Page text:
Gone Home Review
Well-written story that players have to piece together, good atmosphere, exploration is absorbing
May not appeal to everybody, short play time does not justify selling price
House of Mystery
In an industry flooded with first-person firefights and zombies, it is always an invigorating breath of fresh air to get the opportunity to play a game from an independent developer. For the most part, indies tend to go against the grain created by AAA developers by providing games that are creative and different. The Fullbright Company’s Gone Home easily stands out amongst both AAA and indie games, but the game feels more like an artistic statement than an actual video game.
Players control a young woman who has returned home to her parent’s house after traveling around Europe. Upon her arrival, a nasty thunderstorm flares up pouring rain down onto the isolated house. For reasons unknown to her, the house is completely empty with no signs of life.
Is there a simple explanation why the house is unoccupied by its owners, or did something more sinister cause their sudden disappearances. Absolutely no exposition on the characters or setting is given to the players upon booting up the game and instead lets the players piece the mystery together.
By reading notes, letters, etc. and investigating the environment, players are given information on what’s going on and receive the backstory on the house and its occupants. This layer of mystery makes the story compelling because it makes the players think. One area of the game’s story is one that has been told time and again, but the mystery element makes it exciting and much more compelling than if it were directly told.
The ambiguous horror element that hangs around the player from start to finish also adds a layer of tension from uncertainty. The writers play this up quite well in a few areas by hinting at the possibility of supernatural occurrences. The fact that the previous owner may have been crazy also hints that something more menacing possibly occurred in the house. These situations are done so realistically and convincingly, that it is hard not to get swept up in the possibilities.
The subplots must be uncovered and figured out, but the main plot revolving around the main character’s sister is told directly and leaves less room for interpretation. By finding her journal entries, the sister’s disembodied voice reads aloud her writings to tell her own personal story.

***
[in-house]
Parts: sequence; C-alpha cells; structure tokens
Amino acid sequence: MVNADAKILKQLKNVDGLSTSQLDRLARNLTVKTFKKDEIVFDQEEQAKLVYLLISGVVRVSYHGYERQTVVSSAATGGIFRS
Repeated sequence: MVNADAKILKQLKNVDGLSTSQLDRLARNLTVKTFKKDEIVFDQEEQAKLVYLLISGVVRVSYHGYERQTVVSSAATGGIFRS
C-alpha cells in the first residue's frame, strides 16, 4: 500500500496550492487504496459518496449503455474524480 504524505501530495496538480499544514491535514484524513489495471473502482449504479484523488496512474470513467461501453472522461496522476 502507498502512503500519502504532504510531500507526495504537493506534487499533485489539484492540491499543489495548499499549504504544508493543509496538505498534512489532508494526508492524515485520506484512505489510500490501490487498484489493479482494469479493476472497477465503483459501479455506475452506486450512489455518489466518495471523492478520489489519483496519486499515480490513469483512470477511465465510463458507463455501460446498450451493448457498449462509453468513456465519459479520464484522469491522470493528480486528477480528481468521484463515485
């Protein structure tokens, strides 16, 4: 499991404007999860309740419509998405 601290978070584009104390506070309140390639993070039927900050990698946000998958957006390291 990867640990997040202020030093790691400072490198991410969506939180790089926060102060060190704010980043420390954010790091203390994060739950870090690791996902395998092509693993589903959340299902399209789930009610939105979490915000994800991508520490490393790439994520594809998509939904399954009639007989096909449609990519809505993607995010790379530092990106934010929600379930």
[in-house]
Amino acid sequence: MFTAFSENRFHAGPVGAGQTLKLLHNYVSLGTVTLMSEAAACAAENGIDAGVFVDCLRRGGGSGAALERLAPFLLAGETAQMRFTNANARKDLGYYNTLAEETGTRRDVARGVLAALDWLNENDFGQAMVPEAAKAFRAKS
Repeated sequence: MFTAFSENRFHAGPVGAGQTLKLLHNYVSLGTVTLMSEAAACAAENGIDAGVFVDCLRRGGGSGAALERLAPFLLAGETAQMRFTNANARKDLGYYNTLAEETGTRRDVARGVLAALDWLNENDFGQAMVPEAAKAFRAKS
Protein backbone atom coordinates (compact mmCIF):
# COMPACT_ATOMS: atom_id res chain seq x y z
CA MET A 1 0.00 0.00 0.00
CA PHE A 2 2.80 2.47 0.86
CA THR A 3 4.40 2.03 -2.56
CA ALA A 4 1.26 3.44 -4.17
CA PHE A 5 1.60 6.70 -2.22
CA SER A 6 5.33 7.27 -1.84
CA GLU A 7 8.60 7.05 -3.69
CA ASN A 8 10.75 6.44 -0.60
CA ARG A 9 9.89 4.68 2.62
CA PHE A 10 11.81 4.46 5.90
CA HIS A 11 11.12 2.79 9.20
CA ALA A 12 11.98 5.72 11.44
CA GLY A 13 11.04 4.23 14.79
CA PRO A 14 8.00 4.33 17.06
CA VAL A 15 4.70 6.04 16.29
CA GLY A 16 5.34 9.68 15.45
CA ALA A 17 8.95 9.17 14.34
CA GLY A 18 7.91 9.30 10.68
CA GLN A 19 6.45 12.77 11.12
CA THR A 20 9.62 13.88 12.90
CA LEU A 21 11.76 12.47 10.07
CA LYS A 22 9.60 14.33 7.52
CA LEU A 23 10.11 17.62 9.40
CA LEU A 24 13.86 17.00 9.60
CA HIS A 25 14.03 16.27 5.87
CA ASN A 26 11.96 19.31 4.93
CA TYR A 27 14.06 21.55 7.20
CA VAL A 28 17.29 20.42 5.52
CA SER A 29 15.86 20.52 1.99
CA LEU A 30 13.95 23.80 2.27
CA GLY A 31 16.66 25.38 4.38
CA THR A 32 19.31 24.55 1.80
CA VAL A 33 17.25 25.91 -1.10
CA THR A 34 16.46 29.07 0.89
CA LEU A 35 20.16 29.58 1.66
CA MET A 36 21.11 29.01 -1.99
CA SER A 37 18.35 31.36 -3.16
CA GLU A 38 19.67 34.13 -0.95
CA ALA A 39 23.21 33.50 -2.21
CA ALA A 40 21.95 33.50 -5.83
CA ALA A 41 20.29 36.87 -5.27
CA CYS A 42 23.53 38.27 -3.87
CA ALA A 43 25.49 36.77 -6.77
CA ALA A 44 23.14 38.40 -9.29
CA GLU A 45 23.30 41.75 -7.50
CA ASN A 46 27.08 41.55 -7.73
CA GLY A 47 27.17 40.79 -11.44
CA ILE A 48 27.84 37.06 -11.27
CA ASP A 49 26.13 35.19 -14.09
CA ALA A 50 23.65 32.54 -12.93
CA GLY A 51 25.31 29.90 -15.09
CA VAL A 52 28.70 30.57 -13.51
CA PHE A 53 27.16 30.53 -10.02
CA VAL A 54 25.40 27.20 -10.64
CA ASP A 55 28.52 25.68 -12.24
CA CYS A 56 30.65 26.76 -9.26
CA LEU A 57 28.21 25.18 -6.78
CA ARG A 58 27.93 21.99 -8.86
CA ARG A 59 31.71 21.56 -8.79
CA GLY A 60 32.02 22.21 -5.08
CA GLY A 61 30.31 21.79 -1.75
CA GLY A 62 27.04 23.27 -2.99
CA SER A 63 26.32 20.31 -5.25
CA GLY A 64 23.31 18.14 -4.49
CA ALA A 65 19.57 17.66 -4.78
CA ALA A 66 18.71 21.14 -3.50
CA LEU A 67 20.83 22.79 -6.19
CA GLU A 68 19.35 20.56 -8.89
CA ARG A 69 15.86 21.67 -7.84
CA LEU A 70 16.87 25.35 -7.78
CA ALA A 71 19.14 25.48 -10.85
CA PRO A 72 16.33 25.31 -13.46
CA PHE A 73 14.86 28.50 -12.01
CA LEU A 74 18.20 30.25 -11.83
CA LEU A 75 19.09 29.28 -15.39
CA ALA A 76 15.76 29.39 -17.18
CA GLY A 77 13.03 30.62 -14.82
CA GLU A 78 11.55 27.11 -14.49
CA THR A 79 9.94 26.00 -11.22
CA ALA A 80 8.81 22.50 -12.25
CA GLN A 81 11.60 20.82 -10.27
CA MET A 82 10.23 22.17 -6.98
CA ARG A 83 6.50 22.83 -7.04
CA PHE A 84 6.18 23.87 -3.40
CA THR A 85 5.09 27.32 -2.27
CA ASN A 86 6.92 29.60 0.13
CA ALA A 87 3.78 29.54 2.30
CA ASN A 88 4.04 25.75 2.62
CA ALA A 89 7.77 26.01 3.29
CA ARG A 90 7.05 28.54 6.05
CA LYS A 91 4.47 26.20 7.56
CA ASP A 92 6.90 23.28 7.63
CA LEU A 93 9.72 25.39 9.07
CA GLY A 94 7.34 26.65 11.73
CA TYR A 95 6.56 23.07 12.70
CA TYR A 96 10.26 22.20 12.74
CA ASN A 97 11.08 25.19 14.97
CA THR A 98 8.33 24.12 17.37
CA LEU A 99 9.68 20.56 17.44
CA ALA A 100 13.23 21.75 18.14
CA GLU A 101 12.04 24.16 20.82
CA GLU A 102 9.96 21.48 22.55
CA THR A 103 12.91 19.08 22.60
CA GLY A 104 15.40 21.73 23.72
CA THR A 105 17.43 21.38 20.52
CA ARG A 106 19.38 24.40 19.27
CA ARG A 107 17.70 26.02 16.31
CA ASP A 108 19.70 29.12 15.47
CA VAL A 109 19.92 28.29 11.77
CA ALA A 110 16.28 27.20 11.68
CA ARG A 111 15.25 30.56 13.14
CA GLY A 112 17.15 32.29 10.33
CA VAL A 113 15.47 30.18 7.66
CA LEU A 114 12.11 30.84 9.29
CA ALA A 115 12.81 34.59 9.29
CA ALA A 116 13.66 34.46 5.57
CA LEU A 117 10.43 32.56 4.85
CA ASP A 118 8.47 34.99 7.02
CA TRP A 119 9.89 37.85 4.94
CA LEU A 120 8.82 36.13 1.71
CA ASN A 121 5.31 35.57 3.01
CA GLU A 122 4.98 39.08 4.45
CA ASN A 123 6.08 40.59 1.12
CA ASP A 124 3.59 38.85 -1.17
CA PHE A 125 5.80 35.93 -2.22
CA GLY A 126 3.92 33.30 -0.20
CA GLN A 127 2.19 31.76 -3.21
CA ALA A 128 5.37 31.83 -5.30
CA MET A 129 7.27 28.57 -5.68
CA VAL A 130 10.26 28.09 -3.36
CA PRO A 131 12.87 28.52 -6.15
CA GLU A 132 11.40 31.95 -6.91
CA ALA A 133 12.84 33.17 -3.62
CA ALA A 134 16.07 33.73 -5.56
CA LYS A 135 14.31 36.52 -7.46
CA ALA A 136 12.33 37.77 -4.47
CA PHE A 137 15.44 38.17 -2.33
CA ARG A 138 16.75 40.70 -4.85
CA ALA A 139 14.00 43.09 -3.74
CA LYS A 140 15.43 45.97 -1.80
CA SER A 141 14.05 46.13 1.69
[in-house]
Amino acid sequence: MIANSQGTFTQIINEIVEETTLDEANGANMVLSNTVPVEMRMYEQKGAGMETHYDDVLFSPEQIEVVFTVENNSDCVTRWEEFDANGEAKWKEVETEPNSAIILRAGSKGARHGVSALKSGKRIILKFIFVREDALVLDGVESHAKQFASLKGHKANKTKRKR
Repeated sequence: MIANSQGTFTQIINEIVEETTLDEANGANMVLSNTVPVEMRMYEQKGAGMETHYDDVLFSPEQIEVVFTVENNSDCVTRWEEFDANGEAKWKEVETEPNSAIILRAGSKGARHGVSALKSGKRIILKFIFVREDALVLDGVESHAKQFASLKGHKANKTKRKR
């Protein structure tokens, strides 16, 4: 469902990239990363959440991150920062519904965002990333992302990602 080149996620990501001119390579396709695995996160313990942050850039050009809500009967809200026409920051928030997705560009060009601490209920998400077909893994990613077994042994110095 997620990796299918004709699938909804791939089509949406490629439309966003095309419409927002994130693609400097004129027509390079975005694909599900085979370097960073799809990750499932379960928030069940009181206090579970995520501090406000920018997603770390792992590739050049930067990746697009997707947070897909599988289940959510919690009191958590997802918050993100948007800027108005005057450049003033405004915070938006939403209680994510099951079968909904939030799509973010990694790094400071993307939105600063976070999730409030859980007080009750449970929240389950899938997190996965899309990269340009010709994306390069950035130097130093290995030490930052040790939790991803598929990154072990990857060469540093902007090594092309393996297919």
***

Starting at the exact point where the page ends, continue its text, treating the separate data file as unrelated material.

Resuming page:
The main plot, which is still written very well, isn’t as strong as the subplots that have to be pieced together and it is not too hard to figure what happened about halfway through the game. Despite this problem, it is still miles above the countless, idiotic plots that only serve as filler between fights.
Gone Home is a game only because it allows people to control a character and interact with the environment; this is as basic as an adventure game can get. Players walk using the keyboard and pick up or use items with the mouse. Considering how slow the character moves, it would have been nice to have a jog button.
Overall, there really isn’t much gameplay other than exploring the house and picking up stuff since its main focus is on interactive storytelling. The only problem with the core gameplay, is that it only takes about two hours to finish which hardly justifies the $20 price tag.
Graphics & Sound
Gone Home isn’t an achievement in the graphics department, but it gets the job done. Writing on letters, notes, etc. is clear so players should have no trouble reading them, except for some of the ones written in cursive. Sound design is good, especially the background effects like thunder and rain. Even the limited amount of voice acting in the game is done well and manages to be convincing.
Gone Home is a unique and thought-provoking title, even though its gameplay is very simplistic. The mysterious and well-written story in which players must uncover is done well, even if the main plot becomes predictable about halfway through. Unfortunately, the game may not appeal to everybody and its brevity does not justify the price. Wait for it to be featured on the Christmas Steam sale, or Â at a later sale, and give this unique title a shot. You may be surprised.